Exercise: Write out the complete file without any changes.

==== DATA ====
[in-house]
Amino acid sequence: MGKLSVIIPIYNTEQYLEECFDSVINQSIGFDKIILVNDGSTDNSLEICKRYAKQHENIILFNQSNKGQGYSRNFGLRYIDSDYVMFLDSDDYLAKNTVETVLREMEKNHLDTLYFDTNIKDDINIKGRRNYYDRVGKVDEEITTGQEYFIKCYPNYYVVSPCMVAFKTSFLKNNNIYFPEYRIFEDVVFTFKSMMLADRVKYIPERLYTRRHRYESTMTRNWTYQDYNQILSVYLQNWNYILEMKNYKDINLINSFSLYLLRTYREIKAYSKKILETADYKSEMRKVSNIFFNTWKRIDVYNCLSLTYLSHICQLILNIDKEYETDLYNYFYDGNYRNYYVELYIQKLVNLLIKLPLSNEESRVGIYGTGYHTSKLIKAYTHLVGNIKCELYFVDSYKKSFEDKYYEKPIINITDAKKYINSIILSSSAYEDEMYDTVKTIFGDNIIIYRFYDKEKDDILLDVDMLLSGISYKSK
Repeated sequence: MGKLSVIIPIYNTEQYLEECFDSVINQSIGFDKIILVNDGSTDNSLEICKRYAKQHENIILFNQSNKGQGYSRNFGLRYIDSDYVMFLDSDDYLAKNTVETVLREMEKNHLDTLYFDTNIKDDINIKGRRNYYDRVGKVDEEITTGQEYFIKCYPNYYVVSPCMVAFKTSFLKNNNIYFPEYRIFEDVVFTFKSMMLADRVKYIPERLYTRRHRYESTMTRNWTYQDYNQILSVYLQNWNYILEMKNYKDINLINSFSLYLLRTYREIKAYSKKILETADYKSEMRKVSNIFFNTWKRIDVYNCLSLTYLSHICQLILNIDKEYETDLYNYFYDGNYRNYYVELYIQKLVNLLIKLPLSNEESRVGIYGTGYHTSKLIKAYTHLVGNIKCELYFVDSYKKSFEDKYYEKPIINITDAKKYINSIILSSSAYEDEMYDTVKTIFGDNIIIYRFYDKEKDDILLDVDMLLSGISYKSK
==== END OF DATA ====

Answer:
[in-house]
Amino acid sequence: MGKLSVIIPIYNTEQYLEECFDSVINQSIGFDKIILVNDGSTDNSLEICKRYAKQHENIILFNQSNKGQGYSRNFGLRYIDSDYVMFLDSDDYLAKNTVETVLREMEKNHLDTLYFDTNIKDDINIKGRRNYYDRVGKVDEEITTGQEYFIKCYPNYYVVSPCMVAFKTSFLKNNNIYFPEYRIFEDVVFTFKSMMLADRVKYIPERLYTRRHRYESTMTRNWTYQDYNQILSVYLQNWNYILEMKNYKDINLINSFSLYLLRTYREIKAYSKKILETADYKSEMRKVSNIFFNTWKRIDVYNCLSLTYLSHICQLILNIDKEYETDLYNYFYDGNYRNYYVELYIQKLVNLLIKLPLSNEESRVGIYGTGYHTSKLIKAYTHLVGNIKCELYFVDSYKKSFEDKYYEKPIINITDAKKYINSIILSSSAYEDEMYDTVKTIFGDNIIIYRFYDKEKDDILLDVDMLLSGISYKSK
Repeated sequence: MGKLSVIIPIYNTEQYLEECFDSVINQSIGFDKIILVNDGSTDNSLEICKRYAKQHENIILFNQSNKGQGYSRNFGLRYIDSDYVMFLDSDDYLAKNTVETVLREMEKNHLDTLYFDTNIKDDINIKGRRNYYDRVGKVDEEITTGQEYFIKCYPNYYVVSPCMVAFKTSFLKNNNIYFPEYRIFEDVVFTFKSMMLADRVKYIPERLYTRRHRYESTMTRNWTYQDYNQILSVYLQNWNYILEMKNYKDINLINSFSLYLLRTYREIKAYSKKILETADYKSEMRKVSNIFFNTWKRIDVYNCLSLTYLSHICQLILNIDKEYETDLYNYFYDGNYRNYYVELYIQKLVNLLIKLPLSNEESRVGIYGTGYHTSKLIKAYTHLVGNIKCELYFVDSYKKSFEDKYYEKPIINITDAKKYINSIILSSSAYEDEMYDTVKTIFGDNIIIYRFYDKEKDDILLDVDMLLSGISYKSK